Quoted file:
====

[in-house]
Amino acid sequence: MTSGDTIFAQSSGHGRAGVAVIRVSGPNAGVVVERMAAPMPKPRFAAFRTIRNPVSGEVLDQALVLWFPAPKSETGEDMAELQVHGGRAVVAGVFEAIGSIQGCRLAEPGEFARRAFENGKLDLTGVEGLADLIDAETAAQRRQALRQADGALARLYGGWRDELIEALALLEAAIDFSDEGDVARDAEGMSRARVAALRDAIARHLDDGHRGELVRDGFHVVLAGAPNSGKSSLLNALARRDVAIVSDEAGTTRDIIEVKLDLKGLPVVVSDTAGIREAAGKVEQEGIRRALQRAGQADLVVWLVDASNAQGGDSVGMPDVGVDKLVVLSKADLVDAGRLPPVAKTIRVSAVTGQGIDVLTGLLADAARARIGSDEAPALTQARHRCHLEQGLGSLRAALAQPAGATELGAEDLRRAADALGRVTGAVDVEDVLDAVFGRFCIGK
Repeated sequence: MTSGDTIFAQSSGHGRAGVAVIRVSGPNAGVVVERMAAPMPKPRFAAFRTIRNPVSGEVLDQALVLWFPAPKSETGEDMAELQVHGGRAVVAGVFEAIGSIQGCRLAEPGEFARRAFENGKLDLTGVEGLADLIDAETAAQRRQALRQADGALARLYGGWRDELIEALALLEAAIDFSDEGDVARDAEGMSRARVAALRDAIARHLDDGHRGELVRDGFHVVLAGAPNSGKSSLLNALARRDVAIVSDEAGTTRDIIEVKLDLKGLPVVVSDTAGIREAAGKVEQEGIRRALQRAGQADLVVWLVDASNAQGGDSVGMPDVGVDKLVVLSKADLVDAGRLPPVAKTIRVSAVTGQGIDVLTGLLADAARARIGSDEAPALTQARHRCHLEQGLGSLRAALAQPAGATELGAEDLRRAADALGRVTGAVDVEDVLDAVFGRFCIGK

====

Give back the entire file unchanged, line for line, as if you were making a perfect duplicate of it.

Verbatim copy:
[in-house]
Amino acid sequence: MTSGDTIFAQSSGHGRAGVAVIRVSGPNAGVVVERMAAPMPKPRFAAFRTIRNPVSGEVLDQALVLWFPAPKSETGEDMAELQVHGGRAVVAGVFEAIGSIQGCRLAEPGEFARRAFENGKLDLTGVEGLADLIDAETAAQRRQALRQADGALARLYGGWRDELIEALALLEAAIDFSDEGDVARDAEGMSRARVAALRDAIARHLDDGHRGELVRDGFHVVLAGAPNSGKSSLLNALARRDVAIVSDEAGTTRDIIEVKLDLKGLPVVVSDTAGIREAAGKVEQEGIRRALQRAGQADLVVWLVDASNAQGGDSVGMPDVGVDKLVVLSKADLVDAGRLPPVAKTIRVSAVTGQGIDVLTGLLADAARARIGSDEAPALTQARHRCHLEQGLGSLRAALAQPAGATELGAEDLRRAADALGRVTGAVDVEDVLDAVFGRFCIGK
Repeated sequence: MTSGDTIFAQSSGHGRAGVAVIRVSGPNAGVVVERMAAPMPKPRFAAFRTIRNPVSGEVLDQALVLWFPAPKSETGEDMAELQVHGGRAVVAGVFEAIGSIQGCRLAEPGEFARRAFENGKLDLTGVEGLADLIDAETAAQRRQALRQADGALARLYGGWRDELIEALALLEAAIDFSDEGDVARDAEGMSRARVAALRDAIARHLDDGHRGELVRDGFHVVLAGAPNSGKSSLLNALARRDVAIVSDEAGTTRDIIEVKLDLKGLPVVVSDTAGIREAAGKVEQEGIRRALQRAGQADLVVWLVDASNAQGGDSVGMPDVGVDKLVVLSKADLVDAGRLPPVAKTIRVSAVTGQGIDVLTGLLADAARARIGSDEAPALTQARHRCHLEQGLGSLRAALAQPAGATELGAEDLRRAADALGRVTGAVDVEDVLDAVFGRFCIGK